Duke law professor Jedediah Purdy's Politico Magazine piece, "Time Bomb: 238 years after its first birthday, America is in deep denial," is two pages of thoughtfulness in a three-page essay. It has a strong beginning--compared to, say, violent national divisions over slavery, our present "mutual loathing is a tempest in a pisspot," writes Purdy--and a smooth middle, wherein a call goes forth to grapple with "structural" issues such as wealth inequality and climate change with the kind of "politics that recognizes the legitimacy and persistence of competing interests."
Then comes page three, and the essay unravels with, for instance, this peculiar encomium to disheveled, unfocused, leaderless, ragtag politics:
Less than three years ago, Occupy Wall Street opened a floodgate, moving inequality from a pariah issue to a major theme of the next election. Americans were ready to acknowledge inequality and argue over it. But they needed, somehow, to give themselves permission. A small, mainly symbolic encampment movement found itself giving that permission. Political shifts can be surprising like that--which is probably why the conventional wisdom that Occupy "failed" got it wrong.
Purdy follows up this wistful revisionism with the dubious observation that "working-class internationalism was one of the political signatures of the last Gilded Age, so maybe now is the time to recapture and expand it." This put me in mind of the lament expressed by Orwell--a dedicated socialist--about elusive class consciousness, a term similar to "phrases like 'international proletarian solidarity,' pathetically repeated by ignorant men who believed them to mean something."
But the real kicker--the real killer of thoughtfulness--precedes Purdy's delirious praise of a grassroots leftism. To wit:
[C]ynical and superficial polarization is just another form of denial ... [which] produces infernos of political passion--think of the Obama campaigns of 2008 and 2012--followed at most by trickles of change. All this confirms the suspicion that government is always ineffective, that politics is a show of empty gestures and hollow promises.
Purdy's conflation of "cynicism" and the two Obama campaigns is cynical itself, of course. It is cynical largely in its casual neglect of the forces of Democratic conservatism and Republican obstructionism which produced those "trickles of change"--also a cynical, even tendentious phrase that dismisses a depression averted and healthcare greatly expanded.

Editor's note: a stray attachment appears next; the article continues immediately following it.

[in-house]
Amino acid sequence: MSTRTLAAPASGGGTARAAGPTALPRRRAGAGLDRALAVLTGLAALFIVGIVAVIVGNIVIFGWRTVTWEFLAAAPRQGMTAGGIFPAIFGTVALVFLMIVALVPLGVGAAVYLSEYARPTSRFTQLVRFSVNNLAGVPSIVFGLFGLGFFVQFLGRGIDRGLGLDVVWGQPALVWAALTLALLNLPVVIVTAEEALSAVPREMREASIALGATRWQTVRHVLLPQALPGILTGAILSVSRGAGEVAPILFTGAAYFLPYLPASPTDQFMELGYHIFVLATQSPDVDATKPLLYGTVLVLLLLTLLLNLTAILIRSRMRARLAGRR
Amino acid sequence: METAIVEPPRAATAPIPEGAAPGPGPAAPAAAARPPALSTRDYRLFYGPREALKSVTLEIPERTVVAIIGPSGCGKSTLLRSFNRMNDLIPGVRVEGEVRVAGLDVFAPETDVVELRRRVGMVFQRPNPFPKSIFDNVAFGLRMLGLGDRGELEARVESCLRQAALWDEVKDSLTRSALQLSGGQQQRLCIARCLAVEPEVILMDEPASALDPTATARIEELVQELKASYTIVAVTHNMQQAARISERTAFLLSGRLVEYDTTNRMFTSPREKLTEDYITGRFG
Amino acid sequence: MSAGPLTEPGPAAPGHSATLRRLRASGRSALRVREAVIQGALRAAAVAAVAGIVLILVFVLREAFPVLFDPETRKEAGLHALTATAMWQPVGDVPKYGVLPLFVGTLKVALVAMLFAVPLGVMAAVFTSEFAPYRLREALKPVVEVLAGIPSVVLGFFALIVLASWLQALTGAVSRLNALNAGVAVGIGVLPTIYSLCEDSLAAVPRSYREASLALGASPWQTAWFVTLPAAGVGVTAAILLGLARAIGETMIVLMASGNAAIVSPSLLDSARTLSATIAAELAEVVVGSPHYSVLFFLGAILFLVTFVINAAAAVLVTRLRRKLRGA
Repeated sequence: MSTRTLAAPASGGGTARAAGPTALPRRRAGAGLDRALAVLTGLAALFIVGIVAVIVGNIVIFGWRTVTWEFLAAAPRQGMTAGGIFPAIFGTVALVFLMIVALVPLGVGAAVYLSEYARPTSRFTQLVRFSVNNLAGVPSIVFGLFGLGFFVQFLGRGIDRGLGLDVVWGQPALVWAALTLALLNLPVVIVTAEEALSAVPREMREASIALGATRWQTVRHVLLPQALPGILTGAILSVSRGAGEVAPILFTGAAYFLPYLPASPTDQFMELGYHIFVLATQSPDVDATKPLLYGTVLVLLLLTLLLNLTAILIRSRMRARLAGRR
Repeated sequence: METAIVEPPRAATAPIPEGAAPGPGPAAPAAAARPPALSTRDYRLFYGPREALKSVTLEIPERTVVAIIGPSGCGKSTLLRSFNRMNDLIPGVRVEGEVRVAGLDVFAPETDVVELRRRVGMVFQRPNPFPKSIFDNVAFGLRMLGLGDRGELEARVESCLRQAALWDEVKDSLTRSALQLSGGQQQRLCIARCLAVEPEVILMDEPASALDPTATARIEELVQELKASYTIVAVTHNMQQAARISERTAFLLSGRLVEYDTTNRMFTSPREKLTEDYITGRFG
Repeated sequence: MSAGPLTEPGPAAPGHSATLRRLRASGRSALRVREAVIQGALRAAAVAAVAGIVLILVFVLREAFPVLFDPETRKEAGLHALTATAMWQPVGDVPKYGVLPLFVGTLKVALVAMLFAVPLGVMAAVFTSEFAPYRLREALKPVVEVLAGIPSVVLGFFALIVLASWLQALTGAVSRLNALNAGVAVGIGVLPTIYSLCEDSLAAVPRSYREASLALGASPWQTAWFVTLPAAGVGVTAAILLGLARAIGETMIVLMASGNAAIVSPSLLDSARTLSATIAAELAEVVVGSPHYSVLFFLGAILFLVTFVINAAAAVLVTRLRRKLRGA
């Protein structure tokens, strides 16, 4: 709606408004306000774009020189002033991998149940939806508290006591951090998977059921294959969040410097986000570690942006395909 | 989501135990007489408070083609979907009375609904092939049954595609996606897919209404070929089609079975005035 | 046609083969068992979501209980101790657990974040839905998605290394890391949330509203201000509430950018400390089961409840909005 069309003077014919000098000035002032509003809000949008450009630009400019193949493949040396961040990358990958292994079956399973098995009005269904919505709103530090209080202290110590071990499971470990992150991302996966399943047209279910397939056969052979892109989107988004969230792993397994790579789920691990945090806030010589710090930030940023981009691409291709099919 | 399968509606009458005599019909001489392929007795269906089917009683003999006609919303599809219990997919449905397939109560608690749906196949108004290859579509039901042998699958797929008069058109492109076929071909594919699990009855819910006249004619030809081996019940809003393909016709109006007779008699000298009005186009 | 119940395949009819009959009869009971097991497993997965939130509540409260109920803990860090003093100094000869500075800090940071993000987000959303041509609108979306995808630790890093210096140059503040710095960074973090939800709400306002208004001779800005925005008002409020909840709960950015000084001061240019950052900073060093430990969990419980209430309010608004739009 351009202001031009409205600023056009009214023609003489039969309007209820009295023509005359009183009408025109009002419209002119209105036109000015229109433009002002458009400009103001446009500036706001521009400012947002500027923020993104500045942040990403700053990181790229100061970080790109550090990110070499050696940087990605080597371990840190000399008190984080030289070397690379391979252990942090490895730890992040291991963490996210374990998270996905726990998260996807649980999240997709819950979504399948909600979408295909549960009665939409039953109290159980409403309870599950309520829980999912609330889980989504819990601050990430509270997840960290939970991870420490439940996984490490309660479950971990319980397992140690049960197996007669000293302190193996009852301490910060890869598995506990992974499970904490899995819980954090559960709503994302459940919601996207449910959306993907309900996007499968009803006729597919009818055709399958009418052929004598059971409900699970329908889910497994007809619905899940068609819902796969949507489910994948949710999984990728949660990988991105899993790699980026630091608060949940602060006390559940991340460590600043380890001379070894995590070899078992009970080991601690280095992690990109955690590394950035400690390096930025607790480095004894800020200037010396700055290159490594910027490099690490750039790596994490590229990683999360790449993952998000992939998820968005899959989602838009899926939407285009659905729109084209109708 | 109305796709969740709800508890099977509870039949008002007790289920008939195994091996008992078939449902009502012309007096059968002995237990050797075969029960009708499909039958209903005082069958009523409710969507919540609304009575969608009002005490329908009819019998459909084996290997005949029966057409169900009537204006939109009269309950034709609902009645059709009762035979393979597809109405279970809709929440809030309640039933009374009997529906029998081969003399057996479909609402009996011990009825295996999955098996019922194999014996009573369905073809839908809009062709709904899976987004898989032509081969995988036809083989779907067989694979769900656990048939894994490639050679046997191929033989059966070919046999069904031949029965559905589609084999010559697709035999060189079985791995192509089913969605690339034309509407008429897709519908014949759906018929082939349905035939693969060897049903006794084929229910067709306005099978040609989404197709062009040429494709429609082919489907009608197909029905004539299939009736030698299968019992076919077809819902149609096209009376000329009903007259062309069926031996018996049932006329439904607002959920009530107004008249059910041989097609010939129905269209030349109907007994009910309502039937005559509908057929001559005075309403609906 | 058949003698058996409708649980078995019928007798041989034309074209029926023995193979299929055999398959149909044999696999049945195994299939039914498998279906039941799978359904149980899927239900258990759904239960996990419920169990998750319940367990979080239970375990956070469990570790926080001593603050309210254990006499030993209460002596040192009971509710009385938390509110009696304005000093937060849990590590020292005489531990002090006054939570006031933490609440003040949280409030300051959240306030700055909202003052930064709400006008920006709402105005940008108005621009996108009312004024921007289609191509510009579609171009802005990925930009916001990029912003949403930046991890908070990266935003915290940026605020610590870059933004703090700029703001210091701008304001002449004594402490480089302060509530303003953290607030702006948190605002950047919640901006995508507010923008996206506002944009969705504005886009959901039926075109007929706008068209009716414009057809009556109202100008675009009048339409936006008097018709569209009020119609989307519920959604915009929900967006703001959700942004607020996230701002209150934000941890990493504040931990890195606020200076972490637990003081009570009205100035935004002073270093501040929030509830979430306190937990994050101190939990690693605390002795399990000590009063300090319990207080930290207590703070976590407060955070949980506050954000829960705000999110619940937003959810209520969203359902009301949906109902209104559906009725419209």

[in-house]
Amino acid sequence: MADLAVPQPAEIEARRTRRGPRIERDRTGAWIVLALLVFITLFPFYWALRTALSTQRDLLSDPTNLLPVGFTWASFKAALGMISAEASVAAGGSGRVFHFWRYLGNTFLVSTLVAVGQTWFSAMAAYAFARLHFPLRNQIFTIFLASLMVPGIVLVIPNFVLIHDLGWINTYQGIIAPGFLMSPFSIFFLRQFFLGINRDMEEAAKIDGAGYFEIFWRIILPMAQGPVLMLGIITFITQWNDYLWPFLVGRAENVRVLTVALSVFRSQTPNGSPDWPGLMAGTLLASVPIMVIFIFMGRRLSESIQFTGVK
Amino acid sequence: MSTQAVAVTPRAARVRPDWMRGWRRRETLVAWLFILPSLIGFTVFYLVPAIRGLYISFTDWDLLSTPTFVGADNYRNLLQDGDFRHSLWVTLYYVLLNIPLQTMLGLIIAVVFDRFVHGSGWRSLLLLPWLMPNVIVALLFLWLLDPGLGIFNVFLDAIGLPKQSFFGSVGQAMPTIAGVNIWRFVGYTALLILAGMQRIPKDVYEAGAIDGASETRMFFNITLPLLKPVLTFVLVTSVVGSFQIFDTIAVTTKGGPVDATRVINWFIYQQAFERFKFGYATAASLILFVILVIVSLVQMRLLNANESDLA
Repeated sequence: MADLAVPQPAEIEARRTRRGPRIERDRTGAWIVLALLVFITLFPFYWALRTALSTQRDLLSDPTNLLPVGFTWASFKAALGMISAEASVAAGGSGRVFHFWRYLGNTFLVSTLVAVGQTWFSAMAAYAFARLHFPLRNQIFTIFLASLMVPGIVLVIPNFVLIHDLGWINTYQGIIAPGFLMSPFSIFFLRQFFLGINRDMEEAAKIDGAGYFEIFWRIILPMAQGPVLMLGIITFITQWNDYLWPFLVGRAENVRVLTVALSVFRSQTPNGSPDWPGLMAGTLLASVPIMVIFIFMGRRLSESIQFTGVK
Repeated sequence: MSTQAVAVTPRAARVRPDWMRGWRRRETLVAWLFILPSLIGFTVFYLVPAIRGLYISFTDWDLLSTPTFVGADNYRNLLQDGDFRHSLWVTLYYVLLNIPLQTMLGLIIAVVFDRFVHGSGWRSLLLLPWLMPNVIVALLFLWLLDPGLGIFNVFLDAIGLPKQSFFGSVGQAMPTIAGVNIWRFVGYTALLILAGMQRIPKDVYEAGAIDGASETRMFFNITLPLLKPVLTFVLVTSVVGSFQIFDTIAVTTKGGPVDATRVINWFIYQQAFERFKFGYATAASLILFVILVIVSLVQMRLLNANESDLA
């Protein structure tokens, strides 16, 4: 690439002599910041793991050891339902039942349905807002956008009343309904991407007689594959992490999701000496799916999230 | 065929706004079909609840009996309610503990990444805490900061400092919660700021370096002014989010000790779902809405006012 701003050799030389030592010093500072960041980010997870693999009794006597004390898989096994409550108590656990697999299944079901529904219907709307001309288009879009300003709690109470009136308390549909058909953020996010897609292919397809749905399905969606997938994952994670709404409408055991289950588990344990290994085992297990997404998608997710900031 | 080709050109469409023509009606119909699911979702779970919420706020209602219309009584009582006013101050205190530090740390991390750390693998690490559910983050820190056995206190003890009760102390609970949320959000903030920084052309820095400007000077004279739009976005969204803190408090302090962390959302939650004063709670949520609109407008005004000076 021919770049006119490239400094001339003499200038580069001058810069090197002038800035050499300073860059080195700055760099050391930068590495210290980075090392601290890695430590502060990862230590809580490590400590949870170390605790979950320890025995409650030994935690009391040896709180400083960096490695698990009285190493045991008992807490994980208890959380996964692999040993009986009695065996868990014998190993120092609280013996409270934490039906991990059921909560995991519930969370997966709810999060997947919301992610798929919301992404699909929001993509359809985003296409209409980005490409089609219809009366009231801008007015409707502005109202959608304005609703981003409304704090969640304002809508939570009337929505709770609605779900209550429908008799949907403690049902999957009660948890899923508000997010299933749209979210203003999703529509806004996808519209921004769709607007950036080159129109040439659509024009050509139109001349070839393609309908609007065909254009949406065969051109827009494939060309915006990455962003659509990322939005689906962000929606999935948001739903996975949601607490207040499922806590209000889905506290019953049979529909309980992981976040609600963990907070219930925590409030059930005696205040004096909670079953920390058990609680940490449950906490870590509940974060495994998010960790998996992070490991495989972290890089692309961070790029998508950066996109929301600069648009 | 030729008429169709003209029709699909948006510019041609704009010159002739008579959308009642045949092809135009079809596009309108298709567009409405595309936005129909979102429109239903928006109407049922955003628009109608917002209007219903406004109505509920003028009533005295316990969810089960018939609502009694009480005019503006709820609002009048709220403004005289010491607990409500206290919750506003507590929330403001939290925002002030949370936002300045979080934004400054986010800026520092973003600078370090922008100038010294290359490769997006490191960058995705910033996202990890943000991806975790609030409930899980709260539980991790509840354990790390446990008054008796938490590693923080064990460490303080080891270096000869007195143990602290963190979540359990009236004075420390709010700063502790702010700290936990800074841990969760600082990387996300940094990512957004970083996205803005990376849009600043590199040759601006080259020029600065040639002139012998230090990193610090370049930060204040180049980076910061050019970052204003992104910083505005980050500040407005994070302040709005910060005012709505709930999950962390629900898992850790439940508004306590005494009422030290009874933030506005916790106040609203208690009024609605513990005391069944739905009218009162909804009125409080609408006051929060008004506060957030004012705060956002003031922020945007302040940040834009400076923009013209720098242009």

In contradistinction to what he sees as the "empty," "hollow" passions of '08 and '12, Purdy hankers for ...
a major-party candidate calling for a modest annual wealth tax, as Piketty has urged... [and] defending spending on public higher education to raise social mobility and ease the debt crunch for middle-income and poorer graduates ... [and] defending infrastructure investment and public services as benefits for everyone, and opposing spending cuts and privatization for reserving goods to those who can buy them.
This reads as though Purdy has missed the last six years. No, Obama has not called for an "annual wealth tax" along the lines of Thomas Piketty's proposal, which even Piketty characterizes as "utopian." But, Obama did consistently advocate a return to the Clinton-era tax structure--which, well, see: Democratic conservatism and Republican obstructionism"--and his last budget recommended killing the carried-interest monstrosity. He has also championed greater investments in "public higher education to raise social mobility and ease the debt crunch for middle-income and poorer graduates," he has defended "infrastructure investment and public services," and he opposed the austere insanity of sequestration.
Is this to say that Obama's political artistry has been flawless? Of course not. Name one president's that was. Not even the sainted Lincoln can claim the mantle of infallibility. Nor is it to say that sympathetic critics such as myself should always emphasize our sympathy and silence our criticism. Indeed the absence of friendly pressure is lethal to any administration. (Just look at what the monolithically uncritical Bushies did for W.)
It is to say that critical assessments should at minimum be grounded in realism, empiricism and a ruthless self-honesty--all of which bracingly disintegrate in Purdy's essay. And that's a shame, because he was on a roll.